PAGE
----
The inability of the Maoists to transform their spark in 1967 into a prairie fire as late as 2009 is indicative of the stupendous failure of the Maoist praxis. And the continuing presence of under-development, poor human development indicators, exploitation and oppression in areas where the Maoists are strong; point toward the failure of formal Indian democracy. There has to be a great substantive basis for Indian democratic institutions objectively and a more wholesome democratic agency that is people-centric to achieve the same. That is the challenge to be addressed by progressive and democratic sections of Indian polity today.
Bannerjee, Sumanta (2006), “Beyond Naxalbari”, Economic and Political Weekly, July 22-28
Bhattacharya, Dwaipayan (2009), “Of Control and Factions: The Changing “Party-society” in West Bengal, Economic and Political Weekly, Febraury 22
Kumar, Arun (2003), Violence and Political Culture - Politics of the Ultra Left in Bihar, Economic and Political Weekly, November 22
Sundar, Nandini (2006), Bastar, Maoism and Salwa Judum, Economic and Political Weekly, July 22-28
[ii] A news report that details the entry of ex-Naxalites and also the popular support to the PRP from Naxal ideologues during the course of the formation of the party is available at http://timesofindia.indiatimes.com/3000-ex-Maoists-line-up-to-join-Chiranjeevis-party/articleshow/4168356.cms ;.
[iii] See Kumar (2003). Although this article generically focuses on “ultra left” violence, it specifically mentions the MCC component's tryst with criminalism.
[iv] A very telling study of the Maoists and the situation in Bastar, Chhattisgarh is presented in Sundar (2006).
[v] http://rcpkarnataka.blogspot.com/2008/02/study-document-1-25-years-experience.html explains the reasons for the breakaway of the Karnataka unit from the Maoists in great detail
[vi] See Bannerjee (2006). Bannerjee suggests that the Indian Maoists have adopted this from the understanding of the MCC component.
[vii] In this the Indian Maoists are very different from their Nepali counterparts (who have entered the democratic mainstream now), who even during the days of their “Peoples' War”, were insistent on ensuring that their praxis did not become “red terror”. This is evident in the call given by the Nepali Maoists' chairman, Prachanda to his comrades, that “a certain mininum legal method is adhered to” and that, “it should be strictly expressed in both our policy and practice that red terror does not mean anarchy” (Bannerjee 2006)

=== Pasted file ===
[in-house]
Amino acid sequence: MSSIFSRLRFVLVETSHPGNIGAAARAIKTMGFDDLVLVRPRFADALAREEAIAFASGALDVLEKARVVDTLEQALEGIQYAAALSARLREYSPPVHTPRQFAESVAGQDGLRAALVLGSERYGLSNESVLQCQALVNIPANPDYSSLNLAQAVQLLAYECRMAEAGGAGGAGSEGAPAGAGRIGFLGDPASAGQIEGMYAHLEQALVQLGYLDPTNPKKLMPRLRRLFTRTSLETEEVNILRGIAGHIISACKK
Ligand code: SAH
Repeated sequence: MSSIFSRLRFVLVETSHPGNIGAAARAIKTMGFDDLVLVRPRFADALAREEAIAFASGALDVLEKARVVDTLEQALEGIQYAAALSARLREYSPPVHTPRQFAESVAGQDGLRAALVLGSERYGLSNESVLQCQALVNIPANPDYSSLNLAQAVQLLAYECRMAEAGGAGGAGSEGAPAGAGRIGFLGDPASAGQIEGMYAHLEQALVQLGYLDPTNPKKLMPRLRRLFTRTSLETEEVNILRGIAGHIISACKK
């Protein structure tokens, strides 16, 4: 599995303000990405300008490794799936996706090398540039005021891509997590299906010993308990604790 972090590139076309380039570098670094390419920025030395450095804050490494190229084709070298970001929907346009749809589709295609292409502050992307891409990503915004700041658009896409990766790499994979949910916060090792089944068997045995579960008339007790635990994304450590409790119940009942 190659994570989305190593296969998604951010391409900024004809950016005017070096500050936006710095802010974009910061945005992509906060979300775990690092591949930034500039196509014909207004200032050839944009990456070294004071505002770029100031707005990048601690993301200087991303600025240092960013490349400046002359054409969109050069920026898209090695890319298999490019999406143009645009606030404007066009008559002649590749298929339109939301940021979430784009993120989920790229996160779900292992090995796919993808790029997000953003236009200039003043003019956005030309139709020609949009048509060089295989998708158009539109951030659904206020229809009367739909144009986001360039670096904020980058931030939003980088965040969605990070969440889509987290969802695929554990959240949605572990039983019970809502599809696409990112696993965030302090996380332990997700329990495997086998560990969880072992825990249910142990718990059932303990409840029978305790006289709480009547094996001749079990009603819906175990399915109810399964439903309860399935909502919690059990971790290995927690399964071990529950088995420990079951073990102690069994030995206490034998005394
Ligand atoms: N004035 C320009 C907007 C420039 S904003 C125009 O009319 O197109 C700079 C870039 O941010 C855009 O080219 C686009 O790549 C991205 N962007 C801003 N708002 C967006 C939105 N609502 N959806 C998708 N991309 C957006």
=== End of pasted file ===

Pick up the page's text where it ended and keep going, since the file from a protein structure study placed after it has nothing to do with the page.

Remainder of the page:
[viii] Check interview of Maoist leader Koteswar Rao here : http://www.livemint.com/2009/05/29001232/Mainstream-politics-not-for-us.html
[ix] This is acknowledged even by sympathetic commentators of the Naxalbari movement such as Sumanta Bannerjee (2006)
[x] Bhattacharya (2009) illustrates this with a study of two villages in West Bengal.
[xi] ML Update editorial titled, “Verdict 2009” – Lessons for the Left available at http://www.cpiml.org/pgs/ml_upd/VOL12/12_21.html#1
Wednesday, October 14, 2009
Another short comment on the ongoing happenings in Nepal.
Prolonging the farce that the current regime in Nepal is; prime minister Madhav Kumar Nepal (who lost two Constituent Assembly constituencies, no less and was nominated to the CA) recently elevated foreign minister and Nepali Congress leader, Sujata Koirala to the post of deputy prime minister - the second person to occupy the post besides Madhesi Janadhikar Forum (MJF) leader Bijay Gacchadar. Koirala's only claim for her current status was the fact that she was being propped up to the post by senior NC leader and father Girija Prasad Koirala. Sujatha Koirala also managed to emulate and even worsen her superior Madhav Nepal's (of the Communist Party of Nepal - Unified Marxist Leninist - UML) performance in the CA elections by losing the elections in her own constituency (Koirala finished a poor third behind MJF and UML candidates in the CA constituency of Sunsari, while Madhav Nepal finished second in both Kathmandu-2 and Rautahat losing to UCPN(Maoist) candidates).
With this dubious elevation, Madhav Nepal has added further disgrace to an already sketchy arrangement - which clearly suggests a reactionary gang up against the legitimate winners of the CA elections - the Nepali Maoists. The elevation was done despite vehement disapproval from Koirala's own partymen - the NC leader senior leadership. Monarchy is said to have been abolished in Nepal, but non-representative dynastic politics is still quite a presence as Koirala's elevation points out. The elevation also means that the reactionary take-over of power in Nepal is now formally complete - Nepali President Ram Baran Yadav (who was never a republican and got his post due to his loyalty towards GP Koirala and also because of NC-MJF machinations), CA losers Madhav Nepal and Sujata Koirala, and a symbol of "corruption and opportunism"- deputy PM Bijay Gachchedar, in key posts of power.